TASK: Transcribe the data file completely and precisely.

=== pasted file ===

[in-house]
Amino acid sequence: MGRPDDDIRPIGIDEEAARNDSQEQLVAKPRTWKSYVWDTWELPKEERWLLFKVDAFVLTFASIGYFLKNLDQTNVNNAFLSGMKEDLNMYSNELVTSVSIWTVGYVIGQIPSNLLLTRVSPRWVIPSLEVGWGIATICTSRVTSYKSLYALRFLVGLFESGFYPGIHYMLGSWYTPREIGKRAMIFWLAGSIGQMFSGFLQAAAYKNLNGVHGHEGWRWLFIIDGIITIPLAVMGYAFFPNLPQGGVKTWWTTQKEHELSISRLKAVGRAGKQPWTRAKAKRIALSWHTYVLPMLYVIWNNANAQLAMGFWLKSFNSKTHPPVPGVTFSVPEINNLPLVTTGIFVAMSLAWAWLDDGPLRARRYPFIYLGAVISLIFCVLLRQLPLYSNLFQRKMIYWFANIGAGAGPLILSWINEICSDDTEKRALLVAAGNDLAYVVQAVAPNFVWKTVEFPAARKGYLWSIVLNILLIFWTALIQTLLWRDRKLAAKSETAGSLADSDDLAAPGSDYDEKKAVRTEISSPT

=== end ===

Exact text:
[in-house]
Amino acid sequence: MGRPDDDIRPIGIDEEAARNDSQEQLVAKPRTWKSYVWDTWELPKEERWLLFKVDAFVLTFASIGYFLKNLDQTNVNNAFLSGMKEDLNMYSNELVTSVSIWTVGYVIGQIPSNLLLTRVSPRWVIPSLEVGWGIATICTSRVTSYKSLYALRFLVGLFESGFYPGIHYMLGSWYTPREIGKRAMIFWLAGSIGQMFSGFLQAAAYKNLNGVHGHEGWRWLFIIDGIITIPLAVMGYAFFPNLPQGGVKTWWTTQKEHELSISRLKAVGRAGKQPWTRAKAKRIALSWHTYVLPMLYVIWNNANAQLAMGFWLKSFNSKTHPPVPGVTFSVPEINNLPLVTTGIFVAMSLAWAWLDDGPLRARRYPFIYLGAVISLIFCVLLRQLPLYSNLFQRKMIYWFANIGAGAGPLILSWINEICSDDTEKRALLVAAGNDLAYVVQAVAPNFVWKTVEFPAARKGYLWSIVLNILLIFWTALIQTLLWRDRKLAAKSETAGSLADSDDLAAPGSDYDEKKAVRTEISSPT